EcoLinks 06.18.15
Acton Institute Powerblog

EcoLinks 06.18.15

Laudato Si (Praised Be You) Released Today
After much anticipation and some trepidation, Pope Francis’ encyclical, Laudato Si, was published today. Today’s EcoLinks focuses on key quotes, summaries and public reactions.

Key excerpts from a draft of Pope Francis’ new encyclical on the environment
David Gibson and Rosie Scammell, The Washington Post

“I am aware that some people strongly refute the idea of a Creator on political or intellectual grounds, or consider it irrelevant. … However, science and religion, which offer different approaches to reality, can enter into an intense and productive dialogue with each other.” (ThinkProgress)

Pope delivers strong message on climate change
Business Spectator

Samuel Gregg, a Catholic who serves as director of research for the Acton Institute, a conservative ecumenical think tank that advocates for a free market, took exception to the pope’s economic premises, saying that Pope Francis has “significant blind spots” with regard to market economies. “When you read through the text, you find the free market, and finance in particular, is identified more or less as responsible for many environmental problems,” Dr Gregg said. “It’s almost a subterranean theme of the encyclical …In many respects it’s a caricature of market economies.”

Sister Earth. The “Green” Encyclical of Pope Francis
Sandro Magister, Chiesa Expresso Online

Pages selected from the letter “Laudato si’” addressed by the pope to “every person living on this planet.” In parentheses, the numbers of the paragraphs from which the passages were taken.

Guidance Map for Pope Francis’ Encyclical ‘Laudato Si’
Edward Pentin, National Catholic Register

This text is a useful guide for an initial reading of the Encyclical. It will help you to grasp the overall development and identify the basic themes. The first two pages are an overview of Laudato si’ (literally “Be praised” or better, “Praise be to you”). Then for each of the six chapters, there is a one-page summary which gives the argument or main points and some key passages.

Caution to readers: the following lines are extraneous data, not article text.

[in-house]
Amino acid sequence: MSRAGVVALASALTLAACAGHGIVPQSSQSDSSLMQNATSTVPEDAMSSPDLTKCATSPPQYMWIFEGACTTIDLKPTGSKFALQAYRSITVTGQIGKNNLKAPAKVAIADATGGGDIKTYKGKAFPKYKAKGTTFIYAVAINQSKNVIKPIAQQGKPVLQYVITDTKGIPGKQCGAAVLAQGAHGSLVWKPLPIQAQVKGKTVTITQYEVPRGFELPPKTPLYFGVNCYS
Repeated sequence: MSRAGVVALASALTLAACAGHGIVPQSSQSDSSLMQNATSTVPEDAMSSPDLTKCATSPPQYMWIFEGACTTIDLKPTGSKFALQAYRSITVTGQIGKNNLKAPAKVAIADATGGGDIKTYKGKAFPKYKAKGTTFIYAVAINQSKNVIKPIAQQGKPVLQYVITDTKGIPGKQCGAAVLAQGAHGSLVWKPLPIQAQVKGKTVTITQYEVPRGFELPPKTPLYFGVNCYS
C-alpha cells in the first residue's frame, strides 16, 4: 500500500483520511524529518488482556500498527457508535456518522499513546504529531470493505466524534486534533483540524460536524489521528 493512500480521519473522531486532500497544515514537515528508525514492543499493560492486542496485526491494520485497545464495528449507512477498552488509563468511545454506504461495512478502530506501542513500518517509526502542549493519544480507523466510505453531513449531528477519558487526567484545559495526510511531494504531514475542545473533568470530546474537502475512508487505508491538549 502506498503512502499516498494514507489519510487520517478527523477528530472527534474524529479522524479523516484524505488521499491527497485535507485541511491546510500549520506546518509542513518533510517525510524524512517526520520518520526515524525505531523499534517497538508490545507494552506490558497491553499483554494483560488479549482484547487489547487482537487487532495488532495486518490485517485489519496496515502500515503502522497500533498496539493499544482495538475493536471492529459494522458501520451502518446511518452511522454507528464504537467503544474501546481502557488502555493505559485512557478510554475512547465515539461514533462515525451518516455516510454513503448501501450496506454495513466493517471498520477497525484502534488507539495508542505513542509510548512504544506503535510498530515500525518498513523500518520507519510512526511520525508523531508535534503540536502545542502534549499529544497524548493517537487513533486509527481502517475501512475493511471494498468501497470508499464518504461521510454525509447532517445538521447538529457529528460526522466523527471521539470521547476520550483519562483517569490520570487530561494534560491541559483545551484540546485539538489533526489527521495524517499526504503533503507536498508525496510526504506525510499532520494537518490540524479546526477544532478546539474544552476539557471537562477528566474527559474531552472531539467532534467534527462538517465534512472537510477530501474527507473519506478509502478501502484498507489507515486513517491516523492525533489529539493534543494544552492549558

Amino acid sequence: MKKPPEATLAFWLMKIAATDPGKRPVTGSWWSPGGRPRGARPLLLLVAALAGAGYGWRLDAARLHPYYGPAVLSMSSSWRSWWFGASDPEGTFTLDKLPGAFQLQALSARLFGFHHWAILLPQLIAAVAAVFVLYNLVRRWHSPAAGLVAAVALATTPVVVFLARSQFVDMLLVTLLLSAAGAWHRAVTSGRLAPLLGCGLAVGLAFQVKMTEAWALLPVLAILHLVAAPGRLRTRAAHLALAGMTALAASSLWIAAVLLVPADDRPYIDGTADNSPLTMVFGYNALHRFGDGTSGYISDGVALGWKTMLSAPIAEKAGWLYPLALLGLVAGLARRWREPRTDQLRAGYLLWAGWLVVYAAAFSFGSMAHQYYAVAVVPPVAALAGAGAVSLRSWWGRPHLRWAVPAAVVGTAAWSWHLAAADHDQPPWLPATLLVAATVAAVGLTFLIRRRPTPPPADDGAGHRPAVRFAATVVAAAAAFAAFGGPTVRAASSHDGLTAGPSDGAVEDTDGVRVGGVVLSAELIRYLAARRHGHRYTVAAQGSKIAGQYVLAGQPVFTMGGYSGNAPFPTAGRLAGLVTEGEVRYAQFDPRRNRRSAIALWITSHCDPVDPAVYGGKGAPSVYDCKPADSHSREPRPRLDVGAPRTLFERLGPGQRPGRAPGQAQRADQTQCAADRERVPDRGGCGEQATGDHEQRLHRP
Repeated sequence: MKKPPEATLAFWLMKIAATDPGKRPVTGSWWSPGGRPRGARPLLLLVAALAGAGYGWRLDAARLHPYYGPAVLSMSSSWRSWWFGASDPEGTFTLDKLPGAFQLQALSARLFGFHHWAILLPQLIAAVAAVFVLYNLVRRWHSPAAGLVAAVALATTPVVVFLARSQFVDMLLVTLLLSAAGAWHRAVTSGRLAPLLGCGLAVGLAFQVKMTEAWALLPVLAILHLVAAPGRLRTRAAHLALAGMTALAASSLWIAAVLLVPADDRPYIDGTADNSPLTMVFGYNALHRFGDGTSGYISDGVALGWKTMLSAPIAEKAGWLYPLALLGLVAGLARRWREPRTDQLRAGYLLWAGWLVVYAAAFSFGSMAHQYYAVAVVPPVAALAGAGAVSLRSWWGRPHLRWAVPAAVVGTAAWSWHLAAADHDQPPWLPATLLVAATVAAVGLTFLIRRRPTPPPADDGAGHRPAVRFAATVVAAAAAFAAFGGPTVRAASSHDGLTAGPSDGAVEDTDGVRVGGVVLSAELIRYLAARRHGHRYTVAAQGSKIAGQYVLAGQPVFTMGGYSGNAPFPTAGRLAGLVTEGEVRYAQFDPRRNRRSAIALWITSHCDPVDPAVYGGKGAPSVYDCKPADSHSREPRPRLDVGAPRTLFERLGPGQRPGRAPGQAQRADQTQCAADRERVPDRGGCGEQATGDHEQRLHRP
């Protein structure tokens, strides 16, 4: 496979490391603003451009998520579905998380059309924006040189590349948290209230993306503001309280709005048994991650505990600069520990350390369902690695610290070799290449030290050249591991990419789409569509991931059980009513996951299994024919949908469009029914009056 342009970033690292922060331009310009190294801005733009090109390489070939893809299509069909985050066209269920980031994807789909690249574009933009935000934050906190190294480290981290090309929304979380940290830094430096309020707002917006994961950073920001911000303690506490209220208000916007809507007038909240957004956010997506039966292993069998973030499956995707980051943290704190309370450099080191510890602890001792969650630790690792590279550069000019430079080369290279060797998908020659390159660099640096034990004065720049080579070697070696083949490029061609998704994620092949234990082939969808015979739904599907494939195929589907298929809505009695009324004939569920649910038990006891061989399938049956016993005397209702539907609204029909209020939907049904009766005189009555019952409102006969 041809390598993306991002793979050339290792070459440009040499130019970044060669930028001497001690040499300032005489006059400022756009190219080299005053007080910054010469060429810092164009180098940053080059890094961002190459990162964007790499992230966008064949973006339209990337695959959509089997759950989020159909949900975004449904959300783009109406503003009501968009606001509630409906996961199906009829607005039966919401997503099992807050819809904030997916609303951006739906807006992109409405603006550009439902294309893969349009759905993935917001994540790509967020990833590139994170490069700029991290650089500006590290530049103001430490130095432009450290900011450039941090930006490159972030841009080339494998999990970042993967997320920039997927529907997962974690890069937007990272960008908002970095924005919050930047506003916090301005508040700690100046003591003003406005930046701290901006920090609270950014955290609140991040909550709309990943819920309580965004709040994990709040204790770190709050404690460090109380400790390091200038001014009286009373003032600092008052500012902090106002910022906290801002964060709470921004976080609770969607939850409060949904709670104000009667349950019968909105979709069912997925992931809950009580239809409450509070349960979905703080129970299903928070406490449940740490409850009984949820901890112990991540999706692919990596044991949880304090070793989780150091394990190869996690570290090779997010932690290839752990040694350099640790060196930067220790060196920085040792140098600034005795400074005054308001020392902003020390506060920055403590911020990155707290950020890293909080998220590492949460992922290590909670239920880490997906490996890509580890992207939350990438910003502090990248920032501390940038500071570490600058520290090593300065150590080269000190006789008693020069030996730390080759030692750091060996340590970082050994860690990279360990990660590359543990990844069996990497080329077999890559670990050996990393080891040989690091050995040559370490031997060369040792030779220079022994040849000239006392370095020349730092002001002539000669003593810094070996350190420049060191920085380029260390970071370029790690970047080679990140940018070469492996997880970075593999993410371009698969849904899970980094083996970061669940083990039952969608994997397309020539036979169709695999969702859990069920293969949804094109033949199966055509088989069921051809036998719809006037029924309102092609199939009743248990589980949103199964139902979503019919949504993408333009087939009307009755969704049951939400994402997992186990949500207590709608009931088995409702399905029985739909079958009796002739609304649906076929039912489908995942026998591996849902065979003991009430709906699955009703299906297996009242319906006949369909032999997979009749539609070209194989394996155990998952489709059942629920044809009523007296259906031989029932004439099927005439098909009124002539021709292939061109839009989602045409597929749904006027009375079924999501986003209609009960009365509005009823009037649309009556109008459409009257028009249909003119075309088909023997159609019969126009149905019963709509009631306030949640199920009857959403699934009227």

Conferenza Stampa per la presentazione della Lettera Enciclica «Laudato si’» del Santo Padre Francesco sulla cura della casa comune, 18.06.2015
Vatican Press Office

Their presence and what they say will remind us that, from the very beginning, the Encyclical Laudato si’ on care for our common home brings into dialogue all people, organizations and institutions that share this same concern. They address different perspectives, but the world situation leads us to discover that these perspectives are ever more intertwined and complementary: the riches of faith and of spiritual tradition, the seriousness of scientific research, the concrete efforts at various levels, all for an equitable and sustainable development.

On Planet in Distress, a Papal Call to Action
Laurie Goodstein and Justin Gillis, The New York Times

By invoking “Pacem in Terris,” or “Peace on Earth,” one of the most famous encyclicals ever issued and one addressed to the world, Pope Francis is making it clear he wants his document to be a historic watershed.

Pope Francis Releases ‘Laudato Si’ Encyclical And Lays Out Moral Case For Addressing Climate Change
Jaweed Kaleem, Huffington Post

In the lengthy treatise, more broadly addressed to “every person” who lives on Earth, the pope lays out a moral case for supporting sustainable economic and population growth as part of the church’s mission and humanity’s responsibility to protect God’s creation for future generations.

The Pope Might Save the Planet… if You Would Join an Interfaith Effort to Support His Direction!
Rabbi Michael Learner, Huffington Post

So I invite you to become a member of the NSP–Network of Spiritual Progressives at www.spiritualprogressives.org/join. You don’t have to
believe in God or be part of a religious or spiritual community to be a spiritual progressives–you only have to embrace the New Bottom Line articulated above–so the NSP is not only interfaith and welcoming people from every religious community in the world, but also welcoming to secular
humanists and atheists who want the kind of world we are seeking.

Reactions to Pope Francis’ Encyclical on Climate Change
The New York Times

The United Nations released a statement by Secretary General Ban Ki-moon on Thursday welcoming the encyclical on climate change. The secretary general wrote that he agreed that humanity had a “significant obligation” to take care of the earth, and he urged governments to reach a climate agreement in Paris this year.

Climate-change theorist named to Pontifical Academy of Sciences
Catholic World News

Hans Joachim Schnellnhuber, a German physicist and prominent voice on climate change, has been named by Pope Francis as a member of the